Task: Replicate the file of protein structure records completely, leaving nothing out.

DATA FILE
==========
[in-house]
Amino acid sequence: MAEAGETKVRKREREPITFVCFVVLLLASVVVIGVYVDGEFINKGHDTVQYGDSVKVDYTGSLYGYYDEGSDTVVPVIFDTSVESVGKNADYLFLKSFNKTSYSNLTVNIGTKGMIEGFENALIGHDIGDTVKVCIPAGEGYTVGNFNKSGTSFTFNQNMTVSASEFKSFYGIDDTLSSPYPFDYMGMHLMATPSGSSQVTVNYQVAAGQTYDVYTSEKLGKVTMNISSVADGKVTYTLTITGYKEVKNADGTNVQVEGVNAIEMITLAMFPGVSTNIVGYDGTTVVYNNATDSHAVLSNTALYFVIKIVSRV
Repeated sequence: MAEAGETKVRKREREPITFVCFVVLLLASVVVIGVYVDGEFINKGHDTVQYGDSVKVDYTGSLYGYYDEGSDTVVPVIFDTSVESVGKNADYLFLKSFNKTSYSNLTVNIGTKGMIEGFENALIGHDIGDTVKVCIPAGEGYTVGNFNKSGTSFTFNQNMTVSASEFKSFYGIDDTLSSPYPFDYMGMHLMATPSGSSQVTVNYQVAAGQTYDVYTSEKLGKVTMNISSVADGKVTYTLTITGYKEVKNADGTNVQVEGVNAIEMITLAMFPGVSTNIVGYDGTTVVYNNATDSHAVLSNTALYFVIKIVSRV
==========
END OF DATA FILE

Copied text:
[in-house]
Amino acid sequence: MAEAGETKVRKREREPITFVCFVVLLLASVVVIGVYVDGEFINKGHDTVQYGDSVKVDYTGSLYGYYDEGSDTVVPVIFDTSVESVGKNADYLFLKSFNKTSYSNLTVNIGTKGMIEGFENALIGHDIGDTVKVCIPAGEGYTVGNFNKSGTSFTFNQNMTVSASEFKSFYGIDDTLSSPYPFDYMGMHLMATPSGSSQVTVNYQVAAGQTYDVYTSEKLGKVTMNISSVADGKVTYTLTITGYKEVKNADGTNVQVEGVNAIEMITLAMFPGVSTNIVGYDGTTVVYNNATDSHAVLSNTALYFVIKIVSRV
Repeated sequence: MAEAGETKVRKREREPITFVCFVVLLLASVVVIGVYVDGEFINKGHDTVQYGDSVKVDYTGSLYGYYDEGSDTVVPVIFDTSVESVGKNADYLFLKSFNKTSYSNLTVNIGTKGMIEGFENALIGHDIGDTVKVCIPAGEGYTVGNFNKSGTSFTFNQNMTVSASEFKSFYGIDDTLSSPYPFDYMGMHLMATPSGSSQVTVNYQVAAGQTYDVYTSEKLGKVTMNISSVADGKVTYTLTITGYKEVKNADGTNVQVEGVNAIEMITLAMFPGVSTNIVGYDGTTVVYNNATDSHAVLSNTALYFVIKIVSRV